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  • Philip Osadebay - Tech Journalist

A Windows 11 Automation Tool for ransomware attacks

Hackers can use Microsoft's Power Automate to carry out ransomware attacks if they first gain access to the computer. The tool Automating Mundane Works has been easy to use over the years. With drag-and-drop automation software, users can keep track of their work hours in a spreadsheet. An automatic to-do list item is created when mentioned in an email. This tool makes working easier but is associated with minimal risks.

A security researcher created a way by which Microsoft's software automation tool can send ransomware to connected computers and hijack data from different devices. The attack uses the automation tool designed but uses malware. Micheal Bargury confirmed this statement, the co-founder and CTO of the security firm Zenity, is the brains behind the work.

The attack is focused solely on Microsoft’s Power Automate. It's an automation tool built into windows 11. It's an automation tool that uses a robot method to finish tasks. You can create a custom RPA method to get notifications when an RSS feed is updated. This automation often happens with Microsoft software linking Outlook, Dropbox, and other apps.

The software is an element of a more significant low-code/no-code movement, which intends to produce tools that enable non-programmers to develop several things. According to Bargury, "any business person now has the ability that the programmer used to have." His firm helps protect low-code and no-code applications.

Perhaps through hacking or an insider threat, Bargury's research considers that a hacker has already gotten access to someone's computer. While business computers often lack fixes and upgrades, it also makes them unsafe, and at this stage, an attacker must have already gotten access to a company network.

When an attacker has gained access to a computer, a few additional steps need to be taken to destabilise the RPA setup. The steps are pretty simple, and not much hacking is required here, as explained by Bargury.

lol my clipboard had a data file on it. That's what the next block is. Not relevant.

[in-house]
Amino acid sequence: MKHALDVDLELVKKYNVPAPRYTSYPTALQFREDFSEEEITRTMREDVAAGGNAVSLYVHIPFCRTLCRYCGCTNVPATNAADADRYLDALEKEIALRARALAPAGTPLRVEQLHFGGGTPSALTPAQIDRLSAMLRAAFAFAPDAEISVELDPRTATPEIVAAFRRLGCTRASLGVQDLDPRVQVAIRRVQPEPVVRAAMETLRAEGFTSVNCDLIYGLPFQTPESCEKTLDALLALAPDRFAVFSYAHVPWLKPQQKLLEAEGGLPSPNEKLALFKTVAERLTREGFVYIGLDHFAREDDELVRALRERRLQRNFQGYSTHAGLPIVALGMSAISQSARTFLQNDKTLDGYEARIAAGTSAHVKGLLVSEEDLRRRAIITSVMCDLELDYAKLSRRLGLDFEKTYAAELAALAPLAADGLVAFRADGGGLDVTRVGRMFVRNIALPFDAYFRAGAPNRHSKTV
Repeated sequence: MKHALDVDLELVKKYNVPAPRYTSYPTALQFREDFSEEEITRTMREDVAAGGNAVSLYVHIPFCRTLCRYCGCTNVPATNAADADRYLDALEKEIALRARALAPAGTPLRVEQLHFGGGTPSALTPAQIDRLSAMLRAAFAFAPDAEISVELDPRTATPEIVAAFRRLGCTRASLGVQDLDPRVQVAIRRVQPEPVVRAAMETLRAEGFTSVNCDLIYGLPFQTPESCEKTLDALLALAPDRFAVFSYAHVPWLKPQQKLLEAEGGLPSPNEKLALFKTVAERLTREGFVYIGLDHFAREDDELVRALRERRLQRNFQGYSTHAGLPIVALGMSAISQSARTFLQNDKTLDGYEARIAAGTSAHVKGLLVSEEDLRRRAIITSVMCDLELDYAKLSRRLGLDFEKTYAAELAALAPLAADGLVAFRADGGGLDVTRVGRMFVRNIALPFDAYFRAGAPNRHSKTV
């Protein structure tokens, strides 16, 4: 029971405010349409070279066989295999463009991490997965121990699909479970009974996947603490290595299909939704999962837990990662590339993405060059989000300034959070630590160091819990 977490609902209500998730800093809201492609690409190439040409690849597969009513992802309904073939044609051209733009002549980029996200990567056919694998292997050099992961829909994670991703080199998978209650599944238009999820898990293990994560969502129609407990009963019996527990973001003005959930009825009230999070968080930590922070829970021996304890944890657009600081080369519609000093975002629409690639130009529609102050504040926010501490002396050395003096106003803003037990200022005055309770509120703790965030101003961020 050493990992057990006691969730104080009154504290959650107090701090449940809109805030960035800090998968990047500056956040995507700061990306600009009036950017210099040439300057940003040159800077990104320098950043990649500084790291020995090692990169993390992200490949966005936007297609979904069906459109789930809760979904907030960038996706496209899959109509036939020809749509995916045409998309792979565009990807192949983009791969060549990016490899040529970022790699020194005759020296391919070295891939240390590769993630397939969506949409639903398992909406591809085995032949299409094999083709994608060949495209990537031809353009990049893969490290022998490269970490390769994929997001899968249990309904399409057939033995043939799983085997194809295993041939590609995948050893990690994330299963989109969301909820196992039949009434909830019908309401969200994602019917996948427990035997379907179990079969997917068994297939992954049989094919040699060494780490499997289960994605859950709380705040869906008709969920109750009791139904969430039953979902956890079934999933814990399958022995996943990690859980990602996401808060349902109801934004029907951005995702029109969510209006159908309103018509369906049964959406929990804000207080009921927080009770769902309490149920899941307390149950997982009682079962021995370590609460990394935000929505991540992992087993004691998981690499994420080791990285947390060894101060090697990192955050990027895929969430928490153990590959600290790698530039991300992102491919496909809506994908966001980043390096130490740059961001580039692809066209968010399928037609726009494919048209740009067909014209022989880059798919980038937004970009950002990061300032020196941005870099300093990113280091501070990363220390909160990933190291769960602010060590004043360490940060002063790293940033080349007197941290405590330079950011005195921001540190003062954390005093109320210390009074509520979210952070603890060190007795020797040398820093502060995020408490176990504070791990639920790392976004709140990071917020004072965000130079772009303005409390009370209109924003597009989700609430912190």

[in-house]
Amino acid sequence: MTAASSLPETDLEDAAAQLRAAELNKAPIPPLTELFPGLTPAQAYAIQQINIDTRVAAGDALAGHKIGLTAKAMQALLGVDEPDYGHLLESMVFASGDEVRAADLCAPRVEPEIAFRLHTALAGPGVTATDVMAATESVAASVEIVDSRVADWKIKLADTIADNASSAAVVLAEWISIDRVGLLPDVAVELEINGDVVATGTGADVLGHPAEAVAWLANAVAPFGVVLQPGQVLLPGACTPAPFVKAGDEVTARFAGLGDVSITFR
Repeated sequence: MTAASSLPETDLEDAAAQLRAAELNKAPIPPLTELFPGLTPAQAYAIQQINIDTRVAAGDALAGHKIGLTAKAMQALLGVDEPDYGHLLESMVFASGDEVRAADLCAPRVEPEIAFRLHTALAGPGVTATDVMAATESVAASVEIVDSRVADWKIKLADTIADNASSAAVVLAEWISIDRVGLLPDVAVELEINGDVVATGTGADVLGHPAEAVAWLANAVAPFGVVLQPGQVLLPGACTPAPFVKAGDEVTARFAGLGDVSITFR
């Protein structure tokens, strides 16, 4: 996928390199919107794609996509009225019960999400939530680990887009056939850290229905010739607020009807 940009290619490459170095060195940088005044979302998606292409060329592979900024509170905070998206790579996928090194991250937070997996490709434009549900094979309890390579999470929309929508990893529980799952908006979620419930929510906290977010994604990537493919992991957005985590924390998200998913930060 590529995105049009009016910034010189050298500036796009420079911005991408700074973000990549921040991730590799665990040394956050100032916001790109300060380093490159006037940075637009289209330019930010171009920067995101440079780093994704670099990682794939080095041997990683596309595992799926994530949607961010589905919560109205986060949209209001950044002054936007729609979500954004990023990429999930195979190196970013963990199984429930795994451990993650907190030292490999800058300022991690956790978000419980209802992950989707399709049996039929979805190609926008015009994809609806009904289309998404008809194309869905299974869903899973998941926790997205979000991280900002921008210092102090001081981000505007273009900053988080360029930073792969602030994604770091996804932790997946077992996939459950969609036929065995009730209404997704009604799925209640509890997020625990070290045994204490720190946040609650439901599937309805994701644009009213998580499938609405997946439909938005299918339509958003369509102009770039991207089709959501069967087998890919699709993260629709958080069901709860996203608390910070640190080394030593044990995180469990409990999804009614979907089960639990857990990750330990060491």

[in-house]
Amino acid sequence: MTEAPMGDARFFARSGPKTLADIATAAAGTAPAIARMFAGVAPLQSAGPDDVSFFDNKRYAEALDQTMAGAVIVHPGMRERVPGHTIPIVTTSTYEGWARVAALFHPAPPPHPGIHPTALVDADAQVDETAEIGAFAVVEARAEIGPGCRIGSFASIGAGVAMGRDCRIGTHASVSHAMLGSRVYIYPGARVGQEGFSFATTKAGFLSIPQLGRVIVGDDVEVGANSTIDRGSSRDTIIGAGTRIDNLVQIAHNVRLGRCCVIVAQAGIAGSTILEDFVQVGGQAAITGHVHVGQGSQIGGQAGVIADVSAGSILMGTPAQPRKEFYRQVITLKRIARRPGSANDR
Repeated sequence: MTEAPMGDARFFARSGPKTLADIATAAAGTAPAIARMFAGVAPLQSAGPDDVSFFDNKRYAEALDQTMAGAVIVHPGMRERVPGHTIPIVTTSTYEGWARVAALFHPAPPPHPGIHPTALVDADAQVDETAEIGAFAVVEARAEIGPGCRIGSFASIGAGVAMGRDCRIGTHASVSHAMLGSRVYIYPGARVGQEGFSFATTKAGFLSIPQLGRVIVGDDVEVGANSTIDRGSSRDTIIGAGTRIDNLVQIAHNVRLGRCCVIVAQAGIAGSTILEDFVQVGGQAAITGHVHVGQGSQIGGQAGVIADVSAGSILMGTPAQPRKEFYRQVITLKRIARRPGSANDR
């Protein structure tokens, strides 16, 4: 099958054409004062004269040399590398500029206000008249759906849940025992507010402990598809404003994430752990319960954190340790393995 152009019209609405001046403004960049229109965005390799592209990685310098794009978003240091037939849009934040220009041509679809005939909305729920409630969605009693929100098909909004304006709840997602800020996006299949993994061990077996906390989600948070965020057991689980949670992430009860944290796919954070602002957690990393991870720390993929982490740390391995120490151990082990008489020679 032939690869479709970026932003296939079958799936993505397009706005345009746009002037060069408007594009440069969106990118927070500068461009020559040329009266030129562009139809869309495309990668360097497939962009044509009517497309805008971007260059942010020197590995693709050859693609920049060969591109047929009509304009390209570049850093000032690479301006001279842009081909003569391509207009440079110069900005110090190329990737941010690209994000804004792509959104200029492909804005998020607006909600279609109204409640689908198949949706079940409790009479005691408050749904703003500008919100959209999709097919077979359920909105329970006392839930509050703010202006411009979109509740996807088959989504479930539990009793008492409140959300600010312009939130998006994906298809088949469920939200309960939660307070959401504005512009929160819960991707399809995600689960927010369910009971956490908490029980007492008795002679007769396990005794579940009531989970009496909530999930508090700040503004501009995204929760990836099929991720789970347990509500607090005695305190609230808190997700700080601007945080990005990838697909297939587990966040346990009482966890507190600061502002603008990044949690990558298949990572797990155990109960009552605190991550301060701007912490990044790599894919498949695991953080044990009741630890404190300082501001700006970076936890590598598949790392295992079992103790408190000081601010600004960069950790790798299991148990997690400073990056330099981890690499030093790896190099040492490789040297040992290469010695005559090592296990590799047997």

Due to the use of official processes and controls continuously, this kind of attack can be challenging to identify, according to Bargury. When you analyze the design, this is a malware tool created by Microsoft and continually signed by the company, according to Bargury. To try and raise awareness of potential problems businesses face, he shared demos and the processes required to launch an attack to show the issues companies deal with clearly.

According to Bargury, Microsoft's team contacted him before his DefCon talk. It informed him that business network managers could limit access to Power Automate services by "adding a registry entry" to their devices. By following this procedure, account types that would be able to sign in to Power Automate would be subject to regulation, lowering the risk of system manipulation. The move, according to Bargury, depends on security teams having comprehensive and understandable policies throughout their enterprises, which isn't always the case.

Companies may need to review their policies as the possible risks associated with low-code/no-code applications become more prominent, according to Bargury. You can't expect everything to work out if you give every business user in the company access to features that were, until a few months earlier, solely available to developers.


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